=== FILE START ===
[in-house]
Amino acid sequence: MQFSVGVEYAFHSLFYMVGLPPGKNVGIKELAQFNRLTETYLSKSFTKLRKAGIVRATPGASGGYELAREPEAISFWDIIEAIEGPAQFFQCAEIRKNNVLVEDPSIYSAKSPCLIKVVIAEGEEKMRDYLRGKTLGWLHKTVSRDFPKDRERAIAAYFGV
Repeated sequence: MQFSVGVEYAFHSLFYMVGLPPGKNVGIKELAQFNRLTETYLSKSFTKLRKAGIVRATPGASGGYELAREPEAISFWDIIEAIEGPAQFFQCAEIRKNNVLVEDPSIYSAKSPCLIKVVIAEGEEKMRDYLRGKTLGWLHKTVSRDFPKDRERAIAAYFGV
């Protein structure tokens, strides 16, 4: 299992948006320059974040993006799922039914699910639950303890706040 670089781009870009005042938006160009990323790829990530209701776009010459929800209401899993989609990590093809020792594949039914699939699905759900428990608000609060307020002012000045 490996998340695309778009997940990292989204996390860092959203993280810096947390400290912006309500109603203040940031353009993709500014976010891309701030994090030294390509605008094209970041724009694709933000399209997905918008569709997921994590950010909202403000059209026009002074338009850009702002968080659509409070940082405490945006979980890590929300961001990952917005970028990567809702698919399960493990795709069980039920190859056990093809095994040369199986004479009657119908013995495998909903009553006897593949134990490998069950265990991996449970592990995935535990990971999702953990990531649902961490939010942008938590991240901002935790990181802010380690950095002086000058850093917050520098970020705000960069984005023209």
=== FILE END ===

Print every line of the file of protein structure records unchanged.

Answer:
[in-house]
Amino acid sequence: MQFSVGVEYAFHSLFYMVGLPPGKNVGIKELAQFNRLTETYLSKSFTKLRKAGIVRATPGASGGYELAREPEAISFWDIIEAIEGPAQFFQCAEIRKNNVLVEDPSIYSAKSPCLIKVVIAEGEEKMRDYLRGKTLGWLHKTVSRDFPKDRERAIAAYFGV
Repeated sequence: MQFSVGVEYAFHSLFYMVGLPPGKNVGIKELAQFNRLTETYLSKSFTKLRKAGIVRATPGASGGYELAREPEAISFWDIIEAIEGPAQFFQCAEIRKNNVLVEDPSIYSAKSPCLIKVVIAEGEEKMRDYLRGKTLGWLHKTVSRDFPKDRERAIAAYFGV
């Protein structure tokens, strides 16, 4: 299992948006320059974040993006799922039914699910639950303890706040 670089781009870009005042938006160009990323790829990530209701776009010459929800209401899993989609990590093809020792594949039914699939699905759900428990608000609060307020002012000045 490996998340695309778009997940990292989204996390860092959203993280810096947390400290912006309500109603203040940031353009993709500014976010891309701030994090030294390509605008094209970041724009694709933000399209997905918008569709997921994590950010909202403000059209026009002074338009850009702002968080659509409070940082405490945006979980890590929300961001990952917005970028990567809702698919399960493990795709069980039920190859056990093809095994040369199986004479009657119908013995495998909903009553006897593949134990490998069950265990991996449970592990995935535990990971999702953990990531649902961490939010942008938590991240901002935790990181802010380690950095002086000058850093917050520098970020705000960069984005023209």